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New York judge dismisses further counterclaims made by Robert Indiana's estate against Morgan Art Foundation

The decision follows a similar ruling made last July in which the estate’s counterclaims of non-payment of royalties and unauthorised reproductions were dismissed

LOVE sculpture by Robert Indiana, on the corner of 6th Avenue and 55th Street in New York.

A New York judge has further dismissed four claims made by Robert Indiana’s estate against the Morgan Art Foundation (MAF), the late artist’s long-time representative. The order tosses out most of the case brought by James W. Brannan, the estate’s personal representative, in what has been an acrimonious battle over the rights to Indiana’s works, including his iconic LOVE and HOPE sculptures, that has raged since the artist's death in 2018.

According to papers filed yesterday in a Southern District of New York court, Brannan’s counterclaims that the MAF’s rights to reproduce Indiana’s work terminated after the artist’s death were largely dismissed. The remaining counterclaims that the Morgan failed to pay Indiana or his estate royalties on donations or loans of the artist’s work to museums or galleries, catalogue raisonné preparation or the operation of the robertindiana.com website were also dismissed.

The Morgan claims it made two agreements with Indiana in 1999: one that gives the foundation the copyright and trademark to all images and sculptures that Indiana produced between 1960 and 2004 and the exclusive right to reproduce and sell the images. The other claims that the MAF has the exclusive right to fabricate and sell certain sculptures, including LOVE.

In her ruling, US Magistrate Judge Barbara Moses said that to "allow the estate to deny the continuing validity of the same contracts that it has affirmed and upon which it sues” would provide an “unfair advantage” to the estate and impose a corresponding “unfair detriment” on the foundation.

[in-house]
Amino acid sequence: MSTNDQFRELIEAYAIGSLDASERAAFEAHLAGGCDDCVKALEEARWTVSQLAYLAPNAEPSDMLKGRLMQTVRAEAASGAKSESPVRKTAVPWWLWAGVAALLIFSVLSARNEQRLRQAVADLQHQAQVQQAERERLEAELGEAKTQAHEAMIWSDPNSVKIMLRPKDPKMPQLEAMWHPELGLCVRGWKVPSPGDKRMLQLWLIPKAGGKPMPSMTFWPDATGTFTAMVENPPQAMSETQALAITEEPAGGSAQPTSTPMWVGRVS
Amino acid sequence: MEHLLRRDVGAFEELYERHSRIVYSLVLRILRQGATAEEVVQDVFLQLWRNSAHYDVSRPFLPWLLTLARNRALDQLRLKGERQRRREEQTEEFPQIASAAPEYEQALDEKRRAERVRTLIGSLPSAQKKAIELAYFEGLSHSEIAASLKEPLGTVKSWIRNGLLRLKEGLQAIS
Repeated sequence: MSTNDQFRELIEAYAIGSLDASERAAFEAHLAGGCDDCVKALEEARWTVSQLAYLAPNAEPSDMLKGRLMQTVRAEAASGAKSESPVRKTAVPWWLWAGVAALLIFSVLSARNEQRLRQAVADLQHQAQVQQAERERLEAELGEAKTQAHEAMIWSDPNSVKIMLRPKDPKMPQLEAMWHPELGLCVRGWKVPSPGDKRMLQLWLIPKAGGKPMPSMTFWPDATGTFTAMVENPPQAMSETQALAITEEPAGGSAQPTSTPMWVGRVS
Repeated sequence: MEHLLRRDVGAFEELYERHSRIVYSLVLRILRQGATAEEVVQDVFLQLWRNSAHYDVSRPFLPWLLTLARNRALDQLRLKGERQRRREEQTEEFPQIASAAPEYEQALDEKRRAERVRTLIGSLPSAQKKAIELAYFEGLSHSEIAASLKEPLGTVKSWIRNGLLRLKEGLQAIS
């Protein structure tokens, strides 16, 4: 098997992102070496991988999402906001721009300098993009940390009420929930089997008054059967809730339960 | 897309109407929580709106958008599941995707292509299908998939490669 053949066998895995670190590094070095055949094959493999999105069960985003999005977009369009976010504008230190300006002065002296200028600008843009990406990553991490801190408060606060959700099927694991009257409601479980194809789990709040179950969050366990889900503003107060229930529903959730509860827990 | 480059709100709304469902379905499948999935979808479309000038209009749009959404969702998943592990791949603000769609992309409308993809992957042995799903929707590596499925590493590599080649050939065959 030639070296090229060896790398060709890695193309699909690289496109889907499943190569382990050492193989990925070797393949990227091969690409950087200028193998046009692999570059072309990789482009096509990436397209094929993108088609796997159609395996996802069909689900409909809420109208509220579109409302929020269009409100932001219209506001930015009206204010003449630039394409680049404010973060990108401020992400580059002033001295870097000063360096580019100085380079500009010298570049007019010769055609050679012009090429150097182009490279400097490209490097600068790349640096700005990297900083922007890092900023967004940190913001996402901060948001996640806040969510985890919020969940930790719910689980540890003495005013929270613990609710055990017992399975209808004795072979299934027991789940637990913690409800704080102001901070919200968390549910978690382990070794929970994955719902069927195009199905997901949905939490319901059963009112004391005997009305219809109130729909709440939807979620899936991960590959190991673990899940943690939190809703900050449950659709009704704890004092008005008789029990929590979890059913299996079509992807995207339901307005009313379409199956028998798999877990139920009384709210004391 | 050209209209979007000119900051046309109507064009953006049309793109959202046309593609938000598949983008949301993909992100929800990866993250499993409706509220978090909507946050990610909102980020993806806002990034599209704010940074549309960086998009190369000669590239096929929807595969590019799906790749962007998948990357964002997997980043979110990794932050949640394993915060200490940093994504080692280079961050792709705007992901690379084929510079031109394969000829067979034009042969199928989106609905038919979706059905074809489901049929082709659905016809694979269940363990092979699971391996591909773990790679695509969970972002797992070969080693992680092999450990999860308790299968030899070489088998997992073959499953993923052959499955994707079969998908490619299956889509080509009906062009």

“This is a significant victory for Morgan Art Foundation. The court dismissed nearly all of the Estate’s case, including the most important legal theories it has been relying upon. And the very narrow areas the court allowed to proceed raise factual issues on which we have clear evidence to disprove the Estate’s allegations,” says the foundation’s lawyer, Luke Nikas of Quinn Emanuel. “This is yet another major leap forward toward protecting Indiana’s legacy and shutting down the gross mismanagement of the Estate.”

The judge did not dismiss the estate’s counterclaim that the Morgan’s adviser, Simon Salama-Caro, is liable to pay accounts and royalties also made in connection with purchases, sales or transfers of works produced pursuant to the Morgan’s agreements; this claim will be heard separately.

Jessie F. Beeber of Venable LLP, which represents Brannan, says that the subsequent review of Salama-Caro's "self-dealing" will be a "significant benefit" to the estate of the artist and to "the legacy of one of the most important artists in history".

The decision made yesterday follows a similar ruling made last July in which the estate’s counterclaims of non-payment of royalties and unauthorised reproductions made by the MAF were dismissed. The estate had filed the claims in response to the 2018 case brought by the MAF against Michael McKenzie, the founder of the publishing firm American Image Art and Indiana’s caretaker, Jamie Thomas, alleging that conspired to exploit the increasingly infirm artist by fraudulently selling unauthorised works attributed to him.

Thomas is named as part of a second pending action filed last August in which he is accused of stealing more than $1m and 100 works of art from the late artist, also brought by Brannan.

This article has been updated to include a statement from Brannan's legal representation.